Posted by: Melissa De Lyser | November 1, 2013

De Lyser Week 5: Nonverbal communication

Pen clicking.  Texting. Checking email. Watching the clock.

Whenever I’m asked to chair a committee, I always watch for this kind of nonverbal communication.  Nonverbal communication like this is one of the best ways to determine the level of engagement among committee members.  It’s interesting that when I think of nonverbal communication, I immediately associate it with disengagement.  Rarely do I think of nonverbal communication in a group setting as a positive.

Many forms of nonverbal communication are positive. Nodding in agreement.  Leaning forward. Gesturing. All of these things also happen in committee meetings, but perceptions of this type of positive engagement are often offset by those exhibiting disengaged nonverbal communication. 

The key, I think, is to focus on the group as a whole.   Is only one person’s nonverbal communication indicating disengagement?  Is the nonverbal behavior isolated or part of a pattern?  In what context is are nonverbal communications, positive or negative, being exhibited? Analyzing these elements of nonverbal communication could provide the means to increase group engagement.

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Responses

  1. Thank you for the great comments and questions about engagement, Melissa. It’s important to watch for the nonverbal queues in a meeting to determine what is broken. It can take time to figure out if the incident is isolated to one person on one day, or an indication of a bigger problem within the group.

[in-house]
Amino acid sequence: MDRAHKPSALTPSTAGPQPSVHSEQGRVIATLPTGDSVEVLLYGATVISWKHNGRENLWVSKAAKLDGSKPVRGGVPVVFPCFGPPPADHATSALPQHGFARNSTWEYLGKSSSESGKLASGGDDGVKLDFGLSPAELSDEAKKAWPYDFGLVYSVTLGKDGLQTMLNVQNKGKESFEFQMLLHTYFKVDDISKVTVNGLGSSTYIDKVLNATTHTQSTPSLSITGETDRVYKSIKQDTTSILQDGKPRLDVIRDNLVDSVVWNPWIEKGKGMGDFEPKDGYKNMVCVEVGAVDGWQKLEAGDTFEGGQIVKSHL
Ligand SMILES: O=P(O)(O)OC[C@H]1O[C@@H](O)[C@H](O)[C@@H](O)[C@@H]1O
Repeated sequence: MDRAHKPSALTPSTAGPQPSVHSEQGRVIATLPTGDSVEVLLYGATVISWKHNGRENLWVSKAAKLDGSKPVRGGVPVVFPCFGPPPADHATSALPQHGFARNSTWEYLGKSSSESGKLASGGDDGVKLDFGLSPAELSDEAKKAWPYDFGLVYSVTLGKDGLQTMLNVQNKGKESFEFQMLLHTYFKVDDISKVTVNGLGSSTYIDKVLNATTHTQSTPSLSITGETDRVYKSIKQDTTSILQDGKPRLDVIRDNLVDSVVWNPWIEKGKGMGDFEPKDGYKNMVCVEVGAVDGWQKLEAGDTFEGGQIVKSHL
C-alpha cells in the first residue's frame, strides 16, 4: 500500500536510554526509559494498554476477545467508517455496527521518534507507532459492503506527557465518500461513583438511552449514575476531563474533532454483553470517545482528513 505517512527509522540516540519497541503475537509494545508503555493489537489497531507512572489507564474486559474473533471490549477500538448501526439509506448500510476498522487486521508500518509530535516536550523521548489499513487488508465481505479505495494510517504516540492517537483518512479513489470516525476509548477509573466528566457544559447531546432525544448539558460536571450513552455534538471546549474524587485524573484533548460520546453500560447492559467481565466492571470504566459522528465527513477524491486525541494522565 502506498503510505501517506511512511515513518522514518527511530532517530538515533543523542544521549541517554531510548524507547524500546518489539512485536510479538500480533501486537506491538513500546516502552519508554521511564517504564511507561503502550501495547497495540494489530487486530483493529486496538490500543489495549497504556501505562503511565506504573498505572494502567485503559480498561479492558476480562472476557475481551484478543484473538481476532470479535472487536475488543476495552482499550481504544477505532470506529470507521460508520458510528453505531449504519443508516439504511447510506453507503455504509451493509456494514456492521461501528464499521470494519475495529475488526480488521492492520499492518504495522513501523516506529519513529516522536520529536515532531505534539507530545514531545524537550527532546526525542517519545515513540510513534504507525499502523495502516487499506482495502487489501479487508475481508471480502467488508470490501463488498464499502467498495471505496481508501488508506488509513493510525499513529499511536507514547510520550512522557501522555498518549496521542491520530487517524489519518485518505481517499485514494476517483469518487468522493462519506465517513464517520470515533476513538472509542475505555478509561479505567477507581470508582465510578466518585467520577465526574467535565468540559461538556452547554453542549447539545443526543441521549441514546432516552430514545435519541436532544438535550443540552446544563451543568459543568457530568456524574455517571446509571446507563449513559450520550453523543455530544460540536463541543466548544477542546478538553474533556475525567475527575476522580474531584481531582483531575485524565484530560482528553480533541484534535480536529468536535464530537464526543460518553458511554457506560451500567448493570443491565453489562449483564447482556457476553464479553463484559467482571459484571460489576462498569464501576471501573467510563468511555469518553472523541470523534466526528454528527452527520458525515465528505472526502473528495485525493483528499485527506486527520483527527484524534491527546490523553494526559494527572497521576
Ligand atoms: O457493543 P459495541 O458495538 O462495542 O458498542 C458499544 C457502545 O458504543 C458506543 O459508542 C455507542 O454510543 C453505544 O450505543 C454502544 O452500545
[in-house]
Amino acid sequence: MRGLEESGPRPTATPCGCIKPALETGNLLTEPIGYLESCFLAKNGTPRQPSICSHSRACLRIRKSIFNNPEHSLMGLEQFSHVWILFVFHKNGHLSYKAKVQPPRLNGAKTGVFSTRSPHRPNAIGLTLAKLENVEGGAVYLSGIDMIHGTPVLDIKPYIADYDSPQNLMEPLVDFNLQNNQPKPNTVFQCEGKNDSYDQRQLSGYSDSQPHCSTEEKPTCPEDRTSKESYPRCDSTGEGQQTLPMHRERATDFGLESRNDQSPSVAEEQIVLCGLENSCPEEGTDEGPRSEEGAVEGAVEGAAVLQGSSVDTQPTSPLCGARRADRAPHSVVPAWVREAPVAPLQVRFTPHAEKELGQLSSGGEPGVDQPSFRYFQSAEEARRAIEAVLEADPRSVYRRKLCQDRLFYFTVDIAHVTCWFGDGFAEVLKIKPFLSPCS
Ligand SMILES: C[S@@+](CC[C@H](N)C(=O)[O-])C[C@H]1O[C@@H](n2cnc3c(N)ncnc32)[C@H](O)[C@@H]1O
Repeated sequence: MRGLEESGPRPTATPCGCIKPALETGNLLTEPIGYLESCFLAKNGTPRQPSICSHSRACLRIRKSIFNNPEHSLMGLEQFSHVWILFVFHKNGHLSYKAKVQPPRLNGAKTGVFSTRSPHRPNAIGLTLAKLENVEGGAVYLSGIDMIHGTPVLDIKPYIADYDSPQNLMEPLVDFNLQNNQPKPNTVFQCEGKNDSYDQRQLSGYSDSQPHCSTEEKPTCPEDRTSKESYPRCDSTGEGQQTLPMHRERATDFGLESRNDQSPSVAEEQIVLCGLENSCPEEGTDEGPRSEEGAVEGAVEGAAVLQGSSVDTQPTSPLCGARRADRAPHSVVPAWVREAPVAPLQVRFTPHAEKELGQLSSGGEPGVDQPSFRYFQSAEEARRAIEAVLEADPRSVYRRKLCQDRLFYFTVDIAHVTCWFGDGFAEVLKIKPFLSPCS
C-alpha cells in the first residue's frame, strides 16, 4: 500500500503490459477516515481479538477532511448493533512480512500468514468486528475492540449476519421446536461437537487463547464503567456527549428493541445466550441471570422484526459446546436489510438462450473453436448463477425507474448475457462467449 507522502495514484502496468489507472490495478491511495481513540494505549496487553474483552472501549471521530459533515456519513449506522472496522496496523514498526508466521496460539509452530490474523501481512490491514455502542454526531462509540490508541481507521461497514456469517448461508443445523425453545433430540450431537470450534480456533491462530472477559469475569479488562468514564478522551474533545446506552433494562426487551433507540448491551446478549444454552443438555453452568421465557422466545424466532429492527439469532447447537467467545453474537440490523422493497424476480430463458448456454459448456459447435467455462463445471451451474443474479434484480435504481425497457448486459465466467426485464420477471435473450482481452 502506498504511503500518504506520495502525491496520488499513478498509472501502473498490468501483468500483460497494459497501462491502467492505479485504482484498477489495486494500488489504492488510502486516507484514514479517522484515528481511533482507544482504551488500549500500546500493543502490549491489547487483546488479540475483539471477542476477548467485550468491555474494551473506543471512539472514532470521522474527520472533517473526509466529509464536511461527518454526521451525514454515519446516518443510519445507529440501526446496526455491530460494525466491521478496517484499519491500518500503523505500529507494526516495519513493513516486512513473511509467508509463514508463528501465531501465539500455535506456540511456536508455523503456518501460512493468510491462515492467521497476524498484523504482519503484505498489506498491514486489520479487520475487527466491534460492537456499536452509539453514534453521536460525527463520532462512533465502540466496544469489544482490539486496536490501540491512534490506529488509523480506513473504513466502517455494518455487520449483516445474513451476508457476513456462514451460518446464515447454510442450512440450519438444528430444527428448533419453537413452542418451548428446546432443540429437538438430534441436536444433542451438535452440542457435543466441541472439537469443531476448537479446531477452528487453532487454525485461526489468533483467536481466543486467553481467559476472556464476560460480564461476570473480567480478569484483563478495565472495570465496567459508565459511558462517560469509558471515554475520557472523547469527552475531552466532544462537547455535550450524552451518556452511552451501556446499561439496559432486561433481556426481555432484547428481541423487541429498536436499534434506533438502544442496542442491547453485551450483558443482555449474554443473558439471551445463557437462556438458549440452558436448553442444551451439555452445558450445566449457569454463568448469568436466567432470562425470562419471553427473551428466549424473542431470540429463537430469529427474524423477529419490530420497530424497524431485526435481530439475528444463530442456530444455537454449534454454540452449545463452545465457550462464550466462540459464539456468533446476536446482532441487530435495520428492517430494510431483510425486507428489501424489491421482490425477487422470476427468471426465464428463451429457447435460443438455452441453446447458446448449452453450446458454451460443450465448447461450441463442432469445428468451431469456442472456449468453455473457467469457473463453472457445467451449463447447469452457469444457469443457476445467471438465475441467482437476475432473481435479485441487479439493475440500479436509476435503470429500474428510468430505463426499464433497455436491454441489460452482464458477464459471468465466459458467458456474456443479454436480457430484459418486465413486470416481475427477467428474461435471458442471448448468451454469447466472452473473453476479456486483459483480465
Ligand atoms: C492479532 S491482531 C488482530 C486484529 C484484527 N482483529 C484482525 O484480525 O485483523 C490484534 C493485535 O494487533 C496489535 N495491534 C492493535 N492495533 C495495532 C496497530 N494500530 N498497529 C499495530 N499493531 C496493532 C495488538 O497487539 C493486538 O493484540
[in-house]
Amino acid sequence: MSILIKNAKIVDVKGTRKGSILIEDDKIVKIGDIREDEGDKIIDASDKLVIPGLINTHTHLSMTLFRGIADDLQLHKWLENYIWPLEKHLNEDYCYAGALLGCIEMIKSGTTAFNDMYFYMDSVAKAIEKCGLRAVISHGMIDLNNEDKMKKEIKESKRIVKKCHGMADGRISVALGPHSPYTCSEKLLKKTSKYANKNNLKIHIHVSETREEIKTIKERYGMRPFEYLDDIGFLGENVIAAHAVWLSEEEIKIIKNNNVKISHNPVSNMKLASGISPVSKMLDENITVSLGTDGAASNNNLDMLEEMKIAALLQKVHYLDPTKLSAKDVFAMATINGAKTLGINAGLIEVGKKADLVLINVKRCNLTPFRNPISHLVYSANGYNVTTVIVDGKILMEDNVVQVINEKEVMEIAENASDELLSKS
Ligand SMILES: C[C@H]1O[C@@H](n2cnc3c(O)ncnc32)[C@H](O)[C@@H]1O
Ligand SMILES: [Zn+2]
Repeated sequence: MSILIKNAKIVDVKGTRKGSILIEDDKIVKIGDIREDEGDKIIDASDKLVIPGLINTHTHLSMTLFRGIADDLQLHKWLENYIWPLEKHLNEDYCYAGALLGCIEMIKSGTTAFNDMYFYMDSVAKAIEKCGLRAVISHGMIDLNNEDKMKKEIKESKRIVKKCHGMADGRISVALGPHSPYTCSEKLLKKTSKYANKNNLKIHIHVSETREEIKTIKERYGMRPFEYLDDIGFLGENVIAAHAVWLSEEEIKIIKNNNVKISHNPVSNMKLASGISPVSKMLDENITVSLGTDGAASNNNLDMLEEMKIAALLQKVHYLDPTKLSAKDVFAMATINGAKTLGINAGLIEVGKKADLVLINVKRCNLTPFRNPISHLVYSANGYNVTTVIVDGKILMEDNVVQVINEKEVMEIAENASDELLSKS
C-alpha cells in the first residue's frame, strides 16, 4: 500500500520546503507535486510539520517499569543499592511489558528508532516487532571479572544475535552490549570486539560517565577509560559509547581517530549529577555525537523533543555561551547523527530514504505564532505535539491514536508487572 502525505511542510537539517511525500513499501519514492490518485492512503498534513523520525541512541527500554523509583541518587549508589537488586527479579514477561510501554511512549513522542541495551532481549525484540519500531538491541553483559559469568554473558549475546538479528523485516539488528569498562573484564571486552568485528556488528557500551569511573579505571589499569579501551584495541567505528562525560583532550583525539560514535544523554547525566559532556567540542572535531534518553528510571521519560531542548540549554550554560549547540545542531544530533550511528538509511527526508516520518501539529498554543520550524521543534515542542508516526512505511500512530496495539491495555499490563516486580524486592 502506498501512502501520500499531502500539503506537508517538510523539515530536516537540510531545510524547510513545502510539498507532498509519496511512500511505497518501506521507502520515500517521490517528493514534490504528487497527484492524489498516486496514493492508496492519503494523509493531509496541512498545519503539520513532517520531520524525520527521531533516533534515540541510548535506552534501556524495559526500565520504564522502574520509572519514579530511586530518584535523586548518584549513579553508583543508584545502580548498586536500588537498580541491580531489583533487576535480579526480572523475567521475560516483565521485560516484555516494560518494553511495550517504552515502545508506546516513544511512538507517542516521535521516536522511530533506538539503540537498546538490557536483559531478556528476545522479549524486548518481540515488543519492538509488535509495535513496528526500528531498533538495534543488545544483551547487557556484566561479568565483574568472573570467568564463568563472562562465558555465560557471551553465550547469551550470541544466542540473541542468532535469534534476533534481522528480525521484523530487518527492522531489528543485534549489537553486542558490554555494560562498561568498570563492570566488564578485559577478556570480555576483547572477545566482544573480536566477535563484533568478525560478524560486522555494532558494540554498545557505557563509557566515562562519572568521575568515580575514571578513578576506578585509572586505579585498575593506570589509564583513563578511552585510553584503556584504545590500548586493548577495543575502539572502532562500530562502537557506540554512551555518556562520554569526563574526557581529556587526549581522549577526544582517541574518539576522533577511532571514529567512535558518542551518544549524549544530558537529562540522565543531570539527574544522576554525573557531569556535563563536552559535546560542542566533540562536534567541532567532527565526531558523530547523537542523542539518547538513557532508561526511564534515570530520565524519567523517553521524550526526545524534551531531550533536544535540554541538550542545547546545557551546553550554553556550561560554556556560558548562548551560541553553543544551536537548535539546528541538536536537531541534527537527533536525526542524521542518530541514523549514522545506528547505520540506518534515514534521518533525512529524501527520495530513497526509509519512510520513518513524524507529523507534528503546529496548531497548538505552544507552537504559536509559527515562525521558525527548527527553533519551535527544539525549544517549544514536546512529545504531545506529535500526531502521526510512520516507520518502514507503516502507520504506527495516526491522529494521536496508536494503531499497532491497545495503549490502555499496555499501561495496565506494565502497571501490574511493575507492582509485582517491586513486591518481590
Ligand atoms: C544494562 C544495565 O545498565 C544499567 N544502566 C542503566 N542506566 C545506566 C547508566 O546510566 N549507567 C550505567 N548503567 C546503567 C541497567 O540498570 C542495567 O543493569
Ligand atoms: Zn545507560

Although the observations are focused on board meetings in the blog post above, I think the same rules apply to the workplace too. I’d like to hear how about our colleagues’ experiences.

    Whether you manage people or work as a peer; whether you are currently employed or not, I’d like to know how you address bad employee behavior in meetings— and even outside of meetings.

    Have you received helpful management training or had a boss or mentor that guided you to lead people to give their best? I’ve picked up good tips from PRSA trainings, but would love to hear from you. What are your most reliable practices to get people to pull together for the greater good of the organization?

  2. What interested me about your post was that you made the assumption that the people who were performing these nonverbal cues were not engaged in the meeting. While that could very well be true, how does that affect your engagement with them in that meeting and in future meetings? Are they pigeon-holed into role and unable to get out of it?

    I think it’s also difficult for people to be keenly aware of their nonverbal cues 24 hours per day. A person who chews gum or leans back in their chair during a meeting may be perceived a couple of different ways by different people. A lot of this comes down to whether they’re communicating intentionally or unintentionally. That being said, is it possible for a person to not communicate?

    Communications theorist (among other things) Paul Watzlawick talked about that idea. One of his collaborators said that not all non-verbal behaviors are communicative. She suggested that in the absence of a sender-receiver relationship and the intentional use of a shared code, we should describe nonverbal behavior as informative rather than communicative. What do you think?


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